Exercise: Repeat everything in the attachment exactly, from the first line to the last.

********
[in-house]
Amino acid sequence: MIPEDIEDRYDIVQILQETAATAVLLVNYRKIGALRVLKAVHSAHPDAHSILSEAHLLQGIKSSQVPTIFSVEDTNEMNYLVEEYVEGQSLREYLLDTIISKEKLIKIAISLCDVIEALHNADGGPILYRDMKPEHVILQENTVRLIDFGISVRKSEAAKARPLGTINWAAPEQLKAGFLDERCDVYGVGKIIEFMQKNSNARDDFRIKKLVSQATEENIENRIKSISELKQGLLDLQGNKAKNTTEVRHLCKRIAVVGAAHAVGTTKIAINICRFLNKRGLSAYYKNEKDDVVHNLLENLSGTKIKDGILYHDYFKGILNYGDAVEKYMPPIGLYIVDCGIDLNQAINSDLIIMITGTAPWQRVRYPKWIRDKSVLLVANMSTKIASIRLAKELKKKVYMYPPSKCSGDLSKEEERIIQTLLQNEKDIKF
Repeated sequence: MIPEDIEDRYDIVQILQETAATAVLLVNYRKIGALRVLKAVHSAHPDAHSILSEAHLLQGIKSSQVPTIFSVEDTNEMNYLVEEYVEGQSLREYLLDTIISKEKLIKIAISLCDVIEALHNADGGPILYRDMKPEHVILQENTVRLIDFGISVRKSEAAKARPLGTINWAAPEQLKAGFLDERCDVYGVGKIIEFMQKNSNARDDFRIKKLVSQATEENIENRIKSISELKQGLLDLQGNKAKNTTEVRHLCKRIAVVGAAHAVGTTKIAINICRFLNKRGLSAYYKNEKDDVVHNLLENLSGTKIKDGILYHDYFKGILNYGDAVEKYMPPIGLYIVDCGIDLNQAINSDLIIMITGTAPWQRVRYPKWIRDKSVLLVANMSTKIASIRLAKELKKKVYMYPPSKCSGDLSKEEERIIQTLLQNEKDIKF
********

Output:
[in-house]
Amino acid sequence: MIPEDIEDRYDIVQILQETAATAVLLVNYRKIGALRVLKAVHSAHPDAHSILSEAHLLQGIKSSQVPTIFSVEDTNEMNYLVEEYVEGQSLREYLLDTIISKEKLIKIAISLCDVIEALHNADGGPILYRDMKPEHVILQENTVRLIDFGISVRKSEAAKARPLGTINWAAPEQLKAGFLDERCDVYGVGKIIEFMQKNSNARDDFRIKKLVSQATEENIENRIKSISELKQGLLDLQGNKAKNTTEVRHLCKRIAVVGAAHAVGTTKIAINICRFLNKRGLSAYYKNEKDDVVHNLLENLSGTKIKDGILYHDYFKGILNYGDAVEKYMPPIGLYIVDCGIDLNQAINSDLIIMITGTAPWQRVRYPKWIRDKSVLLVANMSTKIASIRLAKELKKKVYMYPPSKCSGDLSKEEERIIQTLLQNEKDIKF
Repeated sequence: MIPEDIEDRYDIVQILQETAATAVLLVNYRKIGALRVLKAVHSAHPDAHSILSEAHLLQGIKSSQVPTIFSVEDTNEMNYLVEEYVEGQSLREYLLDTIISKEKLIKIAISLCDVIEALHNADGGPILYRDMKPEHVILQENTVRLIDFGISVRKSEAAKARPLGTINWAAPEQLKAGFLDERCDVYGVGKIIEFMQKNSNARDDFRIKKLVSQATEENIENRIKSISELKQGLLDLQGNKAKNTTEVRHLCKRIAVVGAAHAVGTTKIAINICRFLNKRGLSAYYKNEKDDVVHNLLENLSGTKIKDGILYHDYFKGILNYGDAVEKYMPPIGLYIVDCGIDLNQAINSDLIIMITGTAPWQRVRYPKWIRDKSVLLVANMSTKIASIRLAKELKKKVYMYPPSKCSGDLSKEEERIIQTLLQNEKDIKF